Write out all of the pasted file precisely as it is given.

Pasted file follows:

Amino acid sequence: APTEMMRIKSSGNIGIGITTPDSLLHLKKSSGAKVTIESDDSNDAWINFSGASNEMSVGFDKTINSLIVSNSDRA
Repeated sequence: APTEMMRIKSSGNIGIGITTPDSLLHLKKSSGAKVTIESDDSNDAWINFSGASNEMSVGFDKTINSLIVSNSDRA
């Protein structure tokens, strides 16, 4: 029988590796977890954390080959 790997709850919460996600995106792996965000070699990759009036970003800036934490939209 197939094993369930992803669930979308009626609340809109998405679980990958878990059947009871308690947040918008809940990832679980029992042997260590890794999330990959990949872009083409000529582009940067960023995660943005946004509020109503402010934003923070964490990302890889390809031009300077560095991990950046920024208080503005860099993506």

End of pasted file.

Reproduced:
Amino acid sequence: APTEMMRIKSSGNIGIGITTPDSLLHLKKSSGAKVTIESDDSNDAWINFSGASNEMSVGFDKTINSLIVSNSDRA
Repeated sequence: APTEMMRIKSSGNIGIGITTPDSLLHLKKSSGAKVTIESDDSNDAWINFSGASNEMSVGFDKTINSLIVSNSDRA
């Protein structure tokens, strides 16, 4: 029988590796977890954390080959 790997709850919460996600995106792996965000070699990759009036970003800036934490939209 197939094993369930992803669930979308009626609340809109998405679980990958878990059947009871308690947040918008809940990832679980029992042997260590890794999330990959990949872009083409000529582009940067960023995660943005946004509020109503402010934003923070964490990302890889390809031009300077560095991990950046920024208080503005860099993506």